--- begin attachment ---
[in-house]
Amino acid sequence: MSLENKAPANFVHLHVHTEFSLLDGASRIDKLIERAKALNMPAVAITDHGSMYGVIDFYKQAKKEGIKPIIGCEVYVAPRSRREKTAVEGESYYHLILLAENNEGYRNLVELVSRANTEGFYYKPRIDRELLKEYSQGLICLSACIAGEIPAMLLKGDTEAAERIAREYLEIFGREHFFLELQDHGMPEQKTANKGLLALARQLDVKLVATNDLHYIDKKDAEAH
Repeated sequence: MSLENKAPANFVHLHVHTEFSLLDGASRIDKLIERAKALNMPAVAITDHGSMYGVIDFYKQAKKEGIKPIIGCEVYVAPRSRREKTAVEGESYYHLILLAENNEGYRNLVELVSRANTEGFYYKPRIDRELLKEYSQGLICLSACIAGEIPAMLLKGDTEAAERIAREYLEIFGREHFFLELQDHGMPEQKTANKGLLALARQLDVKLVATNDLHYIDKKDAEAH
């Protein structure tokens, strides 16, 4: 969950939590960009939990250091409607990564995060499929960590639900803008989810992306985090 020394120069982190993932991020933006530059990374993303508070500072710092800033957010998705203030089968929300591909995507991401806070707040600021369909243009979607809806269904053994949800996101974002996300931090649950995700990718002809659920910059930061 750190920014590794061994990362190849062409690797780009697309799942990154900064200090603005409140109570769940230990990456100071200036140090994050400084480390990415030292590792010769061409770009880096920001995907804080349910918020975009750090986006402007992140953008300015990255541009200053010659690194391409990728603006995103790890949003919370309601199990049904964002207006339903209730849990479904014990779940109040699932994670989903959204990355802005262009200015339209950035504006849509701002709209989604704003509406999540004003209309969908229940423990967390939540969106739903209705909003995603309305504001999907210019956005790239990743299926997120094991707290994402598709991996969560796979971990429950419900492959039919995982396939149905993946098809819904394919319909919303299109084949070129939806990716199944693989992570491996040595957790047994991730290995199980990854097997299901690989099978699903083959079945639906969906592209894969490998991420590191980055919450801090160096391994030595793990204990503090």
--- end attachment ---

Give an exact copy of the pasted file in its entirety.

[in-house]
Amino acid sequence: MSLENKAPANFVHLHVHTEFSLLDGASRIDKLIERAKALNMPAVAITDHGSMYGVIDFYKQAKKEGIKPIIGCEVYVAPRSRREKTAVEGESYYHLILLAENNEGYRNLVELVSRANTEGFYYKPRIDRELLKEYSQGLICLSACIAGEIPAMLLKGDTEAAERIAREYLEIFGREHFFLELQDHGMPEQKTANKGLLALARQLDVKLVATNDLHYIDKKDAEAH
Repeated sequence: MSLENKAPANFVHLHVHTEFSLLDGASRIDKLIERAKALNMPAVAITDHGSMYGVIDFYKQAKKEGIKPIIGCEVYVAPRSRREKTAVEGESYYHLILLAENNEGYRNLVELVSRANTEGFYYKPRIDRELLKEYSQGLICLSACIAGEIPAMLLKGDTEAAERIAREYLEIFGREHFFLELQDHGMPEQKTANKGLLALARQLDVKLVATNDLHYIDKKDAEAH
């Protein structure tokens, strides 16, 4: 969950939590960009939990250091409607990564995060499929960590639900803008989810992306985090 020394120069982190993932991020933006530059990374993303508070500072710092800033957010998705203030089968929300591909995507991401806070707040600021369909243009979607809806269904053994949800996101974002996300931090649950995700990718002809659920910059930061 750190920014590794061994990362190849062409690797780009697309799942990154900064200090603005409140109570769940230990990456100071200036140090994050400084480390990415030292590792010769061409770009880096920001995907804080349910918020975009750090986006402007992140953008300015990255541009200053010659690194391409990728603006995103790890949003919370309601199990049904964002207006339903209730849990479904014990779940109040699932994670989903959204990355802005262009200015339209950035504006849509701002709209989604704003509406999540004003209309969908229940423990967390939540969106739903209705909003995603309305504001999907210019956005790239990743299926997120094991707290994402598709991996969560796979971990429950419900492959039919995982396939149905993946098809819904394919319909919303299109084949070129939806990716199944693989992570491996040595957790047994991730290995199980990854097997299901690989099978699903083959079945639906969906592209894969490998991420590191980055919450801090160096391994030595793990204990503090």